Stage 1: Denial
It’s a dark, cold and miserable Wednesday evening, deep into week 10 of the semester and you’ve convinced yourself that tomorrow is going to be the day you get your life back together when you hear the familiar sound of the group chat.
“Light tonight anyone?”
Your mind starts to doubt if tomorrow’s actually going to be the day you get your life back together after all.
Stage 2: Reassurance
You send out a couple private messages to your main members of the squad, just to check if the rumours are true and they are really contemplating going to Light. They convince you that it’s the last time before exams and everything will be okay. That’s all you needed, reassurance that everything was going to be okay. Almost like asking your mum for permission. You’re sold and rush home from the Anderson library, where let’s be honest, you were probably not doing anything productive anyway.
Stage 3: No Alcohol
You arrive home and check the time: 9:40pm. The panic sets in that you only have 20 minutes to get to Aldi to buy your £2.50 bottle of wine. The member of the squad who lives the closest to the shop is then allocated the responsibility of getting everyone bevvy. Almost like Jesus feeding the five thousand, the responsibility of delivering alcohol lies on them… After peer pressuring and tagging random members of the squad, someone finally caves in and accepts the responsibility.
Stage 4: Taxis!
After the decision on who’s responsible for ordering the Uber is made, the focus turns to the lightweight member of the squad, who’s somehow always absolutely smashed at pre-drinks. There’s no way they’re getting into the club, yet you throw them into the taxi anyway. It’s an unwritten rule in life that whichever person ends up in the front of the taxi has to pretend to not be smashed and make awkward conversation with the driver. When you arrive at the club someone usually says to who paid the ride: “I’ll buy you a couple of drinks when we get in”. This never seems to happen; yet they’re too smashed to even care and end up paying for the taxi themself.
Stage 5: The Queue
You stand in the queue, with anxiety rising with every step you take towards the front. You see the bouncer looking towards your general direction, so you turn to your drunkest friend and tell them to try and be sober… After what feels like a lifetime, you finally reach the front and hand over your ID. Even though you know that you’re over 18, the thought of getting kicked back is strong on your mind. You don’t know how on earth your friend always gets in, but they do and the night is officially underway.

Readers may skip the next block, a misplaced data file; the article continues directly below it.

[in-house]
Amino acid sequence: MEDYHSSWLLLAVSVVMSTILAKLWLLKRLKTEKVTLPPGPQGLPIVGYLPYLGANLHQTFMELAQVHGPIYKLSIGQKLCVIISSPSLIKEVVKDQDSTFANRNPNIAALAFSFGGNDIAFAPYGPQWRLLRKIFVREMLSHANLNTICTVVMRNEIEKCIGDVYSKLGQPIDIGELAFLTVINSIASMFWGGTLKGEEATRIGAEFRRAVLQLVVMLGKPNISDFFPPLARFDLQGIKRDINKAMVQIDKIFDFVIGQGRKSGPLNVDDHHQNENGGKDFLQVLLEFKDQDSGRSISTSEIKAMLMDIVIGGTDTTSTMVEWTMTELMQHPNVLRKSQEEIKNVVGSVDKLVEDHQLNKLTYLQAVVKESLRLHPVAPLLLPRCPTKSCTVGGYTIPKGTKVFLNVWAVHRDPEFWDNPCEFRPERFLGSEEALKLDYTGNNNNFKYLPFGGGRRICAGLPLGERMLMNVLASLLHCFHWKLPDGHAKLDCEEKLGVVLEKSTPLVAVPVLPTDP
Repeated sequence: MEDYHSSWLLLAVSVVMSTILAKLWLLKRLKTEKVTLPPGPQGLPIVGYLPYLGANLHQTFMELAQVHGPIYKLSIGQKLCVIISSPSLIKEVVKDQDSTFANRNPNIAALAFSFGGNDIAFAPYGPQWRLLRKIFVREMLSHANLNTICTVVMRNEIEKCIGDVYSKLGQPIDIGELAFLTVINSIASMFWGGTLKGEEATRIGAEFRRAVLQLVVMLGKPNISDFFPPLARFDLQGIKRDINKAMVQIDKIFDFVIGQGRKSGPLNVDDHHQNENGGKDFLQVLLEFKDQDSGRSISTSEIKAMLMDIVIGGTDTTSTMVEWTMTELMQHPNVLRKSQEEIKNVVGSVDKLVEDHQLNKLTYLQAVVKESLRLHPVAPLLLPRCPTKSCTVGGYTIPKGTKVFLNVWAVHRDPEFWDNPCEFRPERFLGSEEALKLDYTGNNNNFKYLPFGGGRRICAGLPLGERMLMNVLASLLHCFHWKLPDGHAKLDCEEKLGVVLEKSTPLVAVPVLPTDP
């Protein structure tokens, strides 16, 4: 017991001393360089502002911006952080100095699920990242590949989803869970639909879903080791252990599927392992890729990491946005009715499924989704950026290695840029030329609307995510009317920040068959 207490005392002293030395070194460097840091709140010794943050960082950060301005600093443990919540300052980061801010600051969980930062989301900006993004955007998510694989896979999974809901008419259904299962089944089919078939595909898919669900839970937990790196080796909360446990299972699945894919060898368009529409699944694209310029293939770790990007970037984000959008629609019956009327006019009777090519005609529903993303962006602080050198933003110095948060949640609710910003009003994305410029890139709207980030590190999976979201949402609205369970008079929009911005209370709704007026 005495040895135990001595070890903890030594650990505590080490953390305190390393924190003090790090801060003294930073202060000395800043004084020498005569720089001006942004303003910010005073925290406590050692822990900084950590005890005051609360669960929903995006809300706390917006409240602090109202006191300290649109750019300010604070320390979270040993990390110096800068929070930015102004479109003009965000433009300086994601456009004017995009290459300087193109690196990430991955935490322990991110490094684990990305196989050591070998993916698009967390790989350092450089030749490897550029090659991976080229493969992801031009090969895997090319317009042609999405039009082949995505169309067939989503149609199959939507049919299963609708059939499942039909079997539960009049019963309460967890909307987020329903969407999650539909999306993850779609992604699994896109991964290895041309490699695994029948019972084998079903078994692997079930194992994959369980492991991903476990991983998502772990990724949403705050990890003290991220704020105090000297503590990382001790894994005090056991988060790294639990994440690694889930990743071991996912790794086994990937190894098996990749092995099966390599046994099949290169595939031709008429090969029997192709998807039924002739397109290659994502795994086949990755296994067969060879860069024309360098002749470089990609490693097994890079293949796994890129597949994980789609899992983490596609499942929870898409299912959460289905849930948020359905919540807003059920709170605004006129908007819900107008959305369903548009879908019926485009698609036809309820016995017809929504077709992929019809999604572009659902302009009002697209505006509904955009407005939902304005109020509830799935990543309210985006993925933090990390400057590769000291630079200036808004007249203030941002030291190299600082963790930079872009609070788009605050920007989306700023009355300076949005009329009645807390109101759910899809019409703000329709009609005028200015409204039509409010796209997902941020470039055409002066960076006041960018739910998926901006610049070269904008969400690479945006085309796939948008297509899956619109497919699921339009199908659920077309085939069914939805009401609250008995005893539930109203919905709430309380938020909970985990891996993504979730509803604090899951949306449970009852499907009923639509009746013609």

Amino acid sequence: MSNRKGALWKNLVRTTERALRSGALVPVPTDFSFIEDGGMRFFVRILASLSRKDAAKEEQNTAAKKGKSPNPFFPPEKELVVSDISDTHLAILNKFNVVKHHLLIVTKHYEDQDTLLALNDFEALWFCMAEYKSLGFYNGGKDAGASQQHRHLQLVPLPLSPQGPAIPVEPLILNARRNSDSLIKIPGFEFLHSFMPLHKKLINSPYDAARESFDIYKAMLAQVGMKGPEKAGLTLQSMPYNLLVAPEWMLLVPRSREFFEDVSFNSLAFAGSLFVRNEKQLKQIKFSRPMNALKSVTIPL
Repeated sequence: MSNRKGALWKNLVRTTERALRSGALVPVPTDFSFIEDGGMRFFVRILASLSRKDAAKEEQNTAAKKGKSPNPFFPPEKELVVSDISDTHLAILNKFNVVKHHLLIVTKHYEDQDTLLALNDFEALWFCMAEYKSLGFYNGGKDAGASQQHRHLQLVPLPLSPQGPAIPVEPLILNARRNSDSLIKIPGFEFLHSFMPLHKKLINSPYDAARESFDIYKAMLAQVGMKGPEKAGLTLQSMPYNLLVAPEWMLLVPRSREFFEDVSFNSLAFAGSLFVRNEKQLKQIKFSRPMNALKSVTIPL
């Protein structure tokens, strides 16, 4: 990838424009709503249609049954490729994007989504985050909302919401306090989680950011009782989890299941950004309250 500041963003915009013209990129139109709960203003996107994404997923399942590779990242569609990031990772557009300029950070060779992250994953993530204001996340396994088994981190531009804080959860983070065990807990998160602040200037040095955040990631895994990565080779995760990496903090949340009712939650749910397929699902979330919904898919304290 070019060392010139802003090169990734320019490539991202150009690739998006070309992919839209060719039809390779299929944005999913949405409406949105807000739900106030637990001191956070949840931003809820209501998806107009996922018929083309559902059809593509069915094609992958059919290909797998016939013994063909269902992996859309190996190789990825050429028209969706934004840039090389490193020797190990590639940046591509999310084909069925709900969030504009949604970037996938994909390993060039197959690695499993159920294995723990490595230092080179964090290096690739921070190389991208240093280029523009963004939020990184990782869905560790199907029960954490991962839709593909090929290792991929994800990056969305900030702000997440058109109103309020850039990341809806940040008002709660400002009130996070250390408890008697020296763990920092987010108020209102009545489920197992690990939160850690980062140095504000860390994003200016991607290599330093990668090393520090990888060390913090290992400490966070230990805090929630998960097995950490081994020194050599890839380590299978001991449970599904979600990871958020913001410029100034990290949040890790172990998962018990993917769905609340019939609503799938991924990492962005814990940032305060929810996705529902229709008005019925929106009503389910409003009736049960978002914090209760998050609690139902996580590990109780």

Stage 6: The Club
Another unwritten rule is that once you step foot in Light, it’s rude to not use the bathroom and cover yourself in flag stickers from countries you don’t know the name of. Obligatory pee done, you head to the bar because it seems like the right thing to do. After an hour or two on the dance floor and with alcohol well and truly flowing through your system, you decide to get the attention of the club photographer. Which, let’s be honest, seems like a really good idea at the time. Oblivious to the fact that you’re smashed off your face and in the morning you’re definitely going to regret it. He takes a photo, you exchange nods of approval and your night can continue.
Stage 7: Food!
You eventually gather the squad and somehow navigate your way to Bistro, which if you’re coming out of Kokomo or Bamboo is conveniently located above it. One over-priced cheesy chips and garlic mayo later; you start your journey home. If someone doesn’t steal a traffic cone or a sign after a night out… did you even go out?
Stage 8: The Fear
Welcome to the “fear” stage. Where you open your phone in the morning and see all the Snapchats you put on your story and all the photos you’ve been tagged in on Facebook. The regret of going out being the only thing on your mind, you gather some water and ask if anyone wants to order a Dominos.
By Harrison Hill